Tuesday, December 30, 2008

A Holiday with Robin Cook's Works

I'm sure you've either heard, seen or READ works of Robin Cook. If not, well just to inform you that he's been making medical-thrillers since 1977. He is an effective suspense novelist playing with the genre of medical science. Any controversies, issues, and twisted plots move around premises of either genetics, managed care, fertilization, organ donation, medical malpractice and drug research. If being a brilliant and knowledgeable writer isn't intimidating enough, he is also a licensed doctor by profession.

There are tons of suspense books lying around and before I felt that every suspense book of an author is the same with his other works. I believe an authors' works are limited to only one formula and only the characters, settings and targets change. Plus the fact that I'm not instantly a fan of mainstream titles, I've managed to know Robin Cook's name, but always passed by his works.

I was in High School then and I was waiting for my sister's classes to end. Out of boredom and lack of reading materials, I would ask our driver to drop me at Harisson Plaza, a desperate mall near our school, to bum around. I'd usually go to National Bookstore, buy an 80 pesos book of RL STINE (or whatever my allowance would permit) and read at McDonald's till it was time to pick up my sister. Then one lucky day there were piles of books on sale. At that time I was already familiar with the author Robin Cook. I would always see his works together with the works of Dean Koontz, Stephen King or Tom Clancy. I know my book collection might be eclectic, but I wasn't really much of a fan of suspense novelists. I felt they write too many books that each novel is just a rehash of the other. That goes the same with Romance-Erotic novels. Glad to report that I proved myself wrong on two counts.

As I picked up Robin Cook's book, I noticed it didn't look really brand new at all, probably because people were always touching or contemplating about it. Since the price was slashed and the summary had more twist than usual, I bought it. I read it and I liked it. After genuinely liking the book, the twist and the whole plot, I still wasn't transformed as a die hard fan. I appreciate his books though. I might read one of his works again, but I wasn't in a frenzy. I just thought I was plain lucky. I bet all of his books are about patients undergoing specific medical conspiracy with plain medical drama on the side anyways. I was wrong. If not for anything, his books are educational as much as they are thrilling.

I later on read some of his books like Harmful Intent, Outbreak, Acceptable Risk, Vital Signs and Blindsight. Yesterday I just finished on Fatal Cure. I agree that he has a formula, but that formula is not something anyone could be tired of. Also, some people might be intimidated since it's a thriller and much more a medical one. Characters often involved are those in the medical field and we are much worried about how a normal person could relate to the conspiracies, solutions and medical issues. That's where his brilliance comes in. Robin Cook is a naturally good writer. He tells the story so fluidly and so easily that I completely forgot I almost flunked Chemistry. Every chapter or every timing results to a page turning event that I would entertain a schizo moment to either slow down and cherish or be an insomiac. He doesn't use complicated jargons and euphemisms. His books won't leave you in a pool of complexities, but it also doesn't condescend its readers. The book is intelligent as well as enjoyable.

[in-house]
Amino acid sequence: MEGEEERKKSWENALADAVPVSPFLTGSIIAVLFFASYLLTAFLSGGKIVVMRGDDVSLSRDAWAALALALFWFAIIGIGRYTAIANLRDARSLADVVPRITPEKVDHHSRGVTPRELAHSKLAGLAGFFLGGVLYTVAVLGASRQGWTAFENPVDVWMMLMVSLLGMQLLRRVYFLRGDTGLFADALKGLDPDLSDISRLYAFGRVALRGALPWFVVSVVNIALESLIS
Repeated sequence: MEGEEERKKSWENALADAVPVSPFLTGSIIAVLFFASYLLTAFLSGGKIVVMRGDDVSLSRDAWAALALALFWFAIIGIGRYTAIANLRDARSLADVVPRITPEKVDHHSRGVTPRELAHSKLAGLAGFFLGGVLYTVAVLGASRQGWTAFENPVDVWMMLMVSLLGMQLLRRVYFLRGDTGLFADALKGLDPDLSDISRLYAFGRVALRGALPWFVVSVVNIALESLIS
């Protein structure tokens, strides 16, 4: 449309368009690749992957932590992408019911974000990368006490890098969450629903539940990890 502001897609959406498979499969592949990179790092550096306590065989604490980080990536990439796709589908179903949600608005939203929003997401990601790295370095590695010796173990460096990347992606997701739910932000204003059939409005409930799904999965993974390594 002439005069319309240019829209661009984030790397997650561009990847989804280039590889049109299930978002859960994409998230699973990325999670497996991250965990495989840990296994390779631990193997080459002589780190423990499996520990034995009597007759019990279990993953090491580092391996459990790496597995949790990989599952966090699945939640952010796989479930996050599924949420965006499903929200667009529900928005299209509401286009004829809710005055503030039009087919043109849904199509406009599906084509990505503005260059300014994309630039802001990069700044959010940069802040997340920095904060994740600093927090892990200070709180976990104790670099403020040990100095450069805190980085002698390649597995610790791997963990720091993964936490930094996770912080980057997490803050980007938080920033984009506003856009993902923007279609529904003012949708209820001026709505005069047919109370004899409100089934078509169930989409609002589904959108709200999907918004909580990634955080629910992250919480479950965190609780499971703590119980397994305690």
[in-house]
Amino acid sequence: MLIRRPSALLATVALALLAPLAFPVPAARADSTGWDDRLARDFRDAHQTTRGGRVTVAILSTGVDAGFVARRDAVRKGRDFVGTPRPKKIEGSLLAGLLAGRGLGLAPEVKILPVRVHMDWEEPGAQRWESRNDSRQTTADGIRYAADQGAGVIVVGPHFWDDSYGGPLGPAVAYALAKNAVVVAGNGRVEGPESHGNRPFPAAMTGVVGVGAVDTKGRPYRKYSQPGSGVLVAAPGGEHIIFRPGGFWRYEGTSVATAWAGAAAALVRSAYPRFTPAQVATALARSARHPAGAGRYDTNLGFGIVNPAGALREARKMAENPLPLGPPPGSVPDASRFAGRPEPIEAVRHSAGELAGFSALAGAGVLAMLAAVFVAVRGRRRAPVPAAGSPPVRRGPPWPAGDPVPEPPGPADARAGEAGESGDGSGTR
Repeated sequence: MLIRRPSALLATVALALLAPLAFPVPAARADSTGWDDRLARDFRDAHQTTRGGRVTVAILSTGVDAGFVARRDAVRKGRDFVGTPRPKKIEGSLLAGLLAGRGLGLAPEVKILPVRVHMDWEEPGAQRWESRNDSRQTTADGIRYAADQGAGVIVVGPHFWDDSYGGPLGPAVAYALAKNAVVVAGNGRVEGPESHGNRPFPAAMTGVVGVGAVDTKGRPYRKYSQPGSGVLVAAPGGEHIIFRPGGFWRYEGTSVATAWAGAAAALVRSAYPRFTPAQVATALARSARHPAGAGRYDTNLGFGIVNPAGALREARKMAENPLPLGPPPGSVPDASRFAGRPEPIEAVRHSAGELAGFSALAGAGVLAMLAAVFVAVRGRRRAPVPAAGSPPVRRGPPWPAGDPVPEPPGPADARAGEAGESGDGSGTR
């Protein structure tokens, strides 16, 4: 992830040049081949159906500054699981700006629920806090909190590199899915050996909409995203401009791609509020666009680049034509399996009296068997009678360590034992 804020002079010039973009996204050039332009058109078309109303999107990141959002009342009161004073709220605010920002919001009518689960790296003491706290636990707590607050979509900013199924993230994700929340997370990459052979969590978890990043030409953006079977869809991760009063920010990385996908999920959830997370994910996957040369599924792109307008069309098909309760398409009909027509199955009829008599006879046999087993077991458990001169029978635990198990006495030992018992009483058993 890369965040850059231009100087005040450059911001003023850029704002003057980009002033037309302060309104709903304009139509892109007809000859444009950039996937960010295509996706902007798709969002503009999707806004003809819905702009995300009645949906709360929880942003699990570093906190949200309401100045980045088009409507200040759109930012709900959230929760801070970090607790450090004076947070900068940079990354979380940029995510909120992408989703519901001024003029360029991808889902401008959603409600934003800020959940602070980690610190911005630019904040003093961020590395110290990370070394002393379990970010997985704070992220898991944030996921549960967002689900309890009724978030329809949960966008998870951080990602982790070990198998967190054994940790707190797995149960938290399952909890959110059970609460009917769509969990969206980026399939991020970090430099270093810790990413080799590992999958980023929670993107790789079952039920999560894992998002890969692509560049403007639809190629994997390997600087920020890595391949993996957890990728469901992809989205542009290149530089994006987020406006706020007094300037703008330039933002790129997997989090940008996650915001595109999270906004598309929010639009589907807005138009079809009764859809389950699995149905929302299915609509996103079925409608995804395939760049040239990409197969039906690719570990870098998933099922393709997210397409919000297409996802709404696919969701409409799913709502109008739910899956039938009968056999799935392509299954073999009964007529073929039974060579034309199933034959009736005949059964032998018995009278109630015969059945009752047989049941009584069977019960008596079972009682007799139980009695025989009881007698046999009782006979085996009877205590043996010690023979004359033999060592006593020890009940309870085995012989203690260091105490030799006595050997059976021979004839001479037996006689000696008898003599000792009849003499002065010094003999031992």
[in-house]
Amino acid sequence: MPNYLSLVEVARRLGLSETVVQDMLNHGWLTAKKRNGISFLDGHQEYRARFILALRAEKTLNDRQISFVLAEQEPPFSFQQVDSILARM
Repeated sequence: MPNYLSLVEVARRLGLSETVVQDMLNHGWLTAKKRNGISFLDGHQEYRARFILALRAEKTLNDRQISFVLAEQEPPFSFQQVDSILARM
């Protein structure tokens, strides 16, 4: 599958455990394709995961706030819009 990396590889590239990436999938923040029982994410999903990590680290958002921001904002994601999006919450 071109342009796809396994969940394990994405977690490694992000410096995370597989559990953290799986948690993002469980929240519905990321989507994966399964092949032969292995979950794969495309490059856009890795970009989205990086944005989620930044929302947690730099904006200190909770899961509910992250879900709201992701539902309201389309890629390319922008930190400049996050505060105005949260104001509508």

One other pertinent thing I like about his works is that as easy and interesting they all are, the reader would really feel educated and challenged to delve more on issues concerning medicine and health. One would feel while reading the book that the author is very knowledgeable and knows what he's talking about. Health issues and being in the hospital once in a while are somethings we can all relate to. We may not know how to be a spy or to be a kickass lawyer, but we have all been patients at some point in our lives. The plots of his books would definitely open everyone's minds on how medical care, scientific procedures and hospital bureaucracy work. These things we tend to ignore because we feel we are not empowered to understand. What his works does is to expose our dowsing minds a bit and in a way tells a story on how medical issues and procedures work in a language that universal readers will appreciate.

I just finished Fatal Cure yesterday, thanks to Mitch's mom for giving me her books, it kept me from eating those few cupcakes left at the fridge and easily fought the urge to go down to fix something to eat at night. As usual, the book was entertaining as well as educational. I am now with deep sympathy on philosphical issues doctors face and how the hospital bureaucracy works. What his stories do are to encourage us to investigate and not be totally intimidated by things we don't know. One of the most important aspects of our lives, which is HEALTH is something we should all give a chance to ponder and understand, even if it's through fiction.

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